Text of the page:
Data Scientist Explains How Liberals Exaggerate Hispanic Views On Immigration, And How It Could Hurt Democrats
The 2020 presidential election revealed a decline in Hispanic support for Democrats, even though subjects like immigration were especially salient under President Donald Trump’s administration.
But a data scientist explained in an interview that while Hispanics have liberal views on immigration, the extent to which this demographic has liberal views is exaggerated. As white liberals increasingly define the Democratic party’s image, extreme views could push more Hispanic voters away.
David Shor, a Democratic data scientist who worked on the 2012 Barack Obama presidential campaign, told Intelligencer that “liberals really essentialize Hispanic voters and project views about immigration onto them that the data just doesn’t support.”
While Hispanic voters are more liberal on immigration than white voters, Hispanic voters don’t overwhelmingly support certain immigration reform proposals.
Shor pointed to a Pew Research survey from 2015 that asked Hispanics whether they believed undocumented immigrants living in the U.S. who meet certain requirements should be able to stay legally and be able to apply for citizenship and permanent residency.
While 86% of Hispanics surveyed said that undocumented immigrants should be able to stay legally, 54% said they should be able to apply for citizenship. Even fewer — 30%— said they should be able to apply for permanent residency, and 14% said the undocumented immigrants should not be allowed to stay legally.
Of the white respondents who completed the survey, 69% said undocumented immigrants should be allowed to stay legally, 41% said they should be able to apply for residency, and 24% said they should be able to apply for permanent residency. Thirty percent said undocumented immigrants should not be able to stay legally.
Of the black respondents who completed the survey, 72% said undocumented immigrants should be allowed to stay legally, 38% said they should be able to apply for residency, and 30% said they should be able to apply for permanent residency. Twenty four percent said undocumented immigrants should not be able to stay legally.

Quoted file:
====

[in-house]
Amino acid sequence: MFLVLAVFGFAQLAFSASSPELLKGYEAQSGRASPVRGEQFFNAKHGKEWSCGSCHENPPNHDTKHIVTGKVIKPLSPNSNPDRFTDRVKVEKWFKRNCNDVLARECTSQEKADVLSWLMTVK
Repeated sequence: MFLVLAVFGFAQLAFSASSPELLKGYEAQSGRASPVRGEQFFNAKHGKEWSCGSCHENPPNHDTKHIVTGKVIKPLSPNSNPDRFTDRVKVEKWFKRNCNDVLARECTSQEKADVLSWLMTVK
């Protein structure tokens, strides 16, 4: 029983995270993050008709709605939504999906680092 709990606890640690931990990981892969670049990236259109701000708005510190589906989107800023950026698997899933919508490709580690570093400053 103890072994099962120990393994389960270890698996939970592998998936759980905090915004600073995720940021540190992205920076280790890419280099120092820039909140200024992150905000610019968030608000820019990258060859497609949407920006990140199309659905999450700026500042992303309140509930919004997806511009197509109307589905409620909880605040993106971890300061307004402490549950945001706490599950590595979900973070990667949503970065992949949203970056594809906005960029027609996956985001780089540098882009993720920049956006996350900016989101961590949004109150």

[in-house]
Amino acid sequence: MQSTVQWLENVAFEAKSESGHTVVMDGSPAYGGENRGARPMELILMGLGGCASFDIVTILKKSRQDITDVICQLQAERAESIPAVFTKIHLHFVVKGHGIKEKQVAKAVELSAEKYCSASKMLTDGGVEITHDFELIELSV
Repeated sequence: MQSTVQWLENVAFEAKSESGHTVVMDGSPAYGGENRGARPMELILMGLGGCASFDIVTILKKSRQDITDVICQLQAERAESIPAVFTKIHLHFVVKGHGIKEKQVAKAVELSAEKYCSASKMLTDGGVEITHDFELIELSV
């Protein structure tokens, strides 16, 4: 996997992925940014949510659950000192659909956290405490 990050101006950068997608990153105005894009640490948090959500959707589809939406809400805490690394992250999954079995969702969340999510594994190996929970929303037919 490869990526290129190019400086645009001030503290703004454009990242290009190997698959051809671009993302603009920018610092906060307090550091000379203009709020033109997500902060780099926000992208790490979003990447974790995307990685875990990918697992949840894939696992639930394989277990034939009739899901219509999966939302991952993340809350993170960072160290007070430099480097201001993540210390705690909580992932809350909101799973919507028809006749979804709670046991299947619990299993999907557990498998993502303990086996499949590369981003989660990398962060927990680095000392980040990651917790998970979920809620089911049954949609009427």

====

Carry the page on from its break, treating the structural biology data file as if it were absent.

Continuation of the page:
In 2018, only 16% of Latinos surveyed by Pew said they had participated in a protest or demonstration to support immigrant rights since Trump became president, which was nearly the same share as the number who said that in 2010.
“If you look at, for example, decriminalizing border crossings, that’s not something that a majority of Hispanic voters support,” Shor said.
“So I think liberals really essentialize Hispanic voters and project views about immigration onto them that the data just doesn’t support.”
President Joe Biden ran on a platform of reversing Trump’s immigration policies by ending the prosecution of parents for minor immigration violations, directing resources to process asylum applications and ending the funding of the border wall, according to the campaign website.
But some have argued that Democratic messaging drove many Hispanics away from Biden in the election. In Florida, which is home to many Cuban and Venezuelan-Americans, Trump won by a larger margin than he did in 2016, getting over 350,000 more votes in the state than Biden. Trump received over 850,000 votes in Latino-heavy Miami-Dade and Broward counties, up from less than 600,000 votes from the counties in 2016.
While Biden won 53% of Latino voters in the state, exit polls show, it was down from the 62% support Hillary Clinton received from Latinos in 2016. Additionally, exit polls show that Trump won 56% of Cuban-American voters, up from 54% in 2016. (RELATED: Fear of Socialism, Medicare-For-All Drove Florida Latinos To Vote Republican, Former State Rep Says)
Anti-socialist messaging from the GOP, and the embrace of politicians like Democratic New York Rep. Alexandria Ocasio-Cortez, likely influenced many Hispanic-Americans’ vote, Shor explained, even if a significant portion of this demographics’ views on immigration may align more with the Democratic party’s.
“One thing that makes Colombia and Venezuela different from much of Latin America is that socialism as a brand has a very specific, very high salience meaning in those countries,” he told Intelligencer.
As the Democratic party gains more college-educated voters, who tend to have more ideologically coherent and extreme views than working-class people, it could lose a lot of votes if issues that polarize the electorate on ideology continue to occupy messaging.
“How we should campaign and what we should do once in office are different questions. Our immigration system is a humanitarian crisis, and we should do something about that. But the point of public communication should be to win votes. And the way that you do that is to not trigger ideological polarization.”